With the debut of Amazon’s Jack Ryan, John Krasinski will be the fifth actor to play the title character, a CIA analyst introduced in a series of best-selling Eighties novels by Tom Clancy(*). Krasinski follows Alec Baldwin in The Hunt For Red October, Harrison Ford in Patriot Games and A Clear and Present Danger, Ben Affleck in The Sum of All Fears and Chris Pine in Jack Ryan: Shadow Recruit.
(*) I devoured the early books as a teenager, but stopped reading the series well before Ryan’s career advanced to him assuming the presidency, let alone before other authors continued the series following Clancy’s death.
You can look at the frequent recasting and reboots in one of two ways. Either Ryan as a character is elastic enough to be played by so many relatively different performers (albeit all of them tall white guys) across so many different geo-political eras. Or he’s bland enough that you can plug in anyone, at any time, and it won’t make much difference.
The first four episodes of the Amazon series (it debuts August 31) lean more towards the latter theory. It’s an entertaining watch, but owing more to the sheer craft of the people making it than to anything particularly compelling about Ryan himself.
Competent storytelling isn’t something that should need praising for a TV show in 2018, yet Jack Ryan — adapted by Carlton Cuse and Graham Roland, with early directors including Morten Tyldum, Daniel Sackheim and Patricia Riggen — stands in striking contrast to so many sluggishly-paced, poorly-lit streaming drama wallows of recent vintage. It moves briskly and offers up at least one big action set piece per episode — though nothing as impressive as in the Ryan films, nor even TV shows like Strike Back or Daredevil. The production makes good use of international locations and the writers put in the necessary effort to make terrorist big bad Suleiman (Ali Suliman) a human being with recognizable motivations. It’s familiar but never dull.
As for Jack himself? Krasinski is good, though he can be a bit too understated in a role that already trends that way. We’ve again gone back to the beginning of Jack’s CIA career, as a former Wall Street trader who specializes in following terrorists’ financial transactions. Cuse and Roland are definitely playing with the contrast between their leading man’s Jim Halpert persona (Jack spends a lot of time at his desk trying not to react visibly to his erratic boss) and his pumped-up 13 Hours physique (Jack also spends a lot of time examining new and old scars from his adventures). I would suggest drinking every time Jack tells someone that he’s just an analyst, but you’d likely die of alcohol poisoning. Those protestations are inevitably followed by his scene partner speculating about Jack’s hidden depths — “I think you are a wolf,” suggests a French cop, “who plays at being a sheep” — as if to overcompensate for how calm and easygoing he seems.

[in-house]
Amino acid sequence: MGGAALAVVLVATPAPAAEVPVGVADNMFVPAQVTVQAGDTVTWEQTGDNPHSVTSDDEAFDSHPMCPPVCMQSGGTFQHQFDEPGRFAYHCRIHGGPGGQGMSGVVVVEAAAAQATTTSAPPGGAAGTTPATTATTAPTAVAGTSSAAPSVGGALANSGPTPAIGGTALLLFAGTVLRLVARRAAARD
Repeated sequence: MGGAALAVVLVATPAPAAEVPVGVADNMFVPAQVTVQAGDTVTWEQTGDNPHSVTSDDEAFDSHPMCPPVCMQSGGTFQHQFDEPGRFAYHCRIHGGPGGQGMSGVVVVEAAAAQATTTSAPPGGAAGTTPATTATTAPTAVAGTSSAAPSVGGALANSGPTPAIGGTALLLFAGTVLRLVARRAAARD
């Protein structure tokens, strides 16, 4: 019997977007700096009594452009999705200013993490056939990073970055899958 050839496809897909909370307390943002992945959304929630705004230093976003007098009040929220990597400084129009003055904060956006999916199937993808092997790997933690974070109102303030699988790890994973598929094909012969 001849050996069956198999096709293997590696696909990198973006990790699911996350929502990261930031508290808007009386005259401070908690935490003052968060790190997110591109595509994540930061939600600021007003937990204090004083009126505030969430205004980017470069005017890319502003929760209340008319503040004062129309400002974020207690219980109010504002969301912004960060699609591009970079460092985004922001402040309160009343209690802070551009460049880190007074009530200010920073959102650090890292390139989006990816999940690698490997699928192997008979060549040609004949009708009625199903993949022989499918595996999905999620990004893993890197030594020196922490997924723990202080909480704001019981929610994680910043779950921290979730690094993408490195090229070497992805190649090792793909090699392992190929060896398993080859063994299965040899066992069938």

There’s also a forgettable romance with Abbie Cornish’s Cathy (played variously in the movies by Gates McFadden, Anne Archer, Bridget Moynahan and Keira Knightley), the daughter of Jack’s former Wall Street boss. The more interesting relationship Jack has is with his new boss Jim Greer (Wendell Pierce, following in the large footsteps of James Earl Jones). Greer has been reimagined more thoroughly than Jack, and is now a disgraced and bitter former CIA station chief finding career redemption through the work of this whiz kid he slowly learns to trust. It’s a character to whom Pierce and the writers give a lot of shading — Greer is also a lapsed Muslim reconnecting with his faith after the end of the marriage for which he converted — and Jack Ryan is at its most vibrant in the awkward push-pull between reluctant mentor and wary protégé.
It’s a show that knows exactly what it wants to be and is mostly quite successful at it. There’s no particular need for another Jack Ryan reboot, but nor does the show feel like a hopeless relic from a time before Jack Bauer or Carrie Mathison. The film version of Hunt for Red October is a suspense classic that the rest of the movies and now this show have never come close to equaling, but it set an aspirational goal that has served its follow-ups well, all the way through this latest attempt. Like Jack Ryan himself, the Amazon show is smart and confident and thorough. That’s enough to get the job done.